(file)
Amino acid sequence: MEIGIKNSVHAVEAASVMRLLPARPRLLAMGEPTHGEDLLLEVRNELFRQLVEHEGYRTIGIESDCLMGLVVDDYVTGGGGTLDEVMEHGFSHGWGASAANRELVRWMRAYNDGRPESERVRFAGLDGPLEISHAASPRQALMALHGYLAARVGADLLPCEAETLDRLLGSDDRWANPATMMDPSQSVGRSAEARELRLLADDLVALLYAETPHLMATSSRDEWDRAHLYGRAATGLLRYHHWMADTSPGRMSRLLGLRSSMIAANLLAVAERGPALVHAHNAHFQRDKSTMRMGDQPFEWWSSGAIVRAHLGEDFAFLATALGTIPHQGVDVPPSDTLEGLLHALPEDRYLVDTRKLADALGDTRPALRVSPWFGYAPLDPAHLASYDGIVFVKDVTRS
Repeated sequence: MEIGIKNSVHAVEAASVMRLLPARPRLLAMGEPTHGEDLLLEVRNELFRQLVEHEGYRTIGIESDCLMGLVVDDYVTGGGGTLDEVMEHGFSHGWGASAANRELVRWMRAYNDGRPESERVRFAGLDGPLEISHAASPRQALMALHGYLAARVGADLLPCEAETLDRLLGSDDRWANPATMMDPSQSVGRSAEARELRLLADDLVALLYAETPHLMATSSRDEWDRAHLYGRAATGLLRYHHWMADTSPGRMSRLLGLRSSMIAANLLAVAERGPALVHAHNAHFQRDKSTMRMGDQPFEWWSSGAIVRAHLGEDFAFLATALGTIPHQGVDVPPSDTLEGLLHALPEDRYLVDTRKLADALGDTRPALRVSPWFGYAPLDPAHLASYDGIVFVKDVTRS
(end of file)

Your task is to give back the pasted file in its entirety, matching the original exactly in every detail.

Amino acid sequence: MEIGIKNSVHAVEAASVMRLLPARPRLLAMGEPTHGEDLLLEVRNELFRQLVEHEGYRTIGIESDCLMGLVVDDYVTGGGGTLDEVMEHGFSHGWGASAANRELVRWMRAYNDGRPESERVRFAGLDGPLEISHAASPRQALMALHGYLAARVGADLLPCEAETLDRLLGSDDRWANPATMMDPSQSVGRSAEARELRLLADDLVALLYAETPHLMATSSRDEWDRAHLYGRAATGLLRYHHWMADTSPGRMSRLLGLRSSMIAANLLAVAERGPALVHAHNAHFQRDKSTMRMGDQPFEWWSSGAIVRAHLGEDFAFLATALGTIPHQGVDVPPSDTLEGLLHALPEDRYLVDTRKLADALGDTRPALRVSPWFGYAPLDPAHLASYDGIVFVKDVTRS
Repeated sequence: MEIGIKNSVHAVEAASVMRLLPARPRLLAMGEPTHGEDLLLEVRNELFRQLVEHEGYRTIGIESDCLMGLVVDDYVTGGGGTLDEVMEHGFSHGWGASAANRELVRWMRAYNDGRPESERVRFAGLDGPLEISHAASPRQALMALHGYLAARVGADLLPCEAETLDRLLGSDDRWANPATMMDPSQSVGRSAEARELRLLADDLVALLYAETPHLMATSSRDEWDRAHLYGRAATGLLRYHHWMADTSPGRMSRLLGLRSSMIAANLLAVAERGPALVHAHNAHFQRDKSTMRMGDQPFEWWSSGAIVRAHLGEDFAFLATALGTIPHQGVDVPPSDTLEGLLHALPEDRYLVDTRKLADALGDTRPALRVSPWFGYAPLDPAHLASYDGIVFVKDVTRS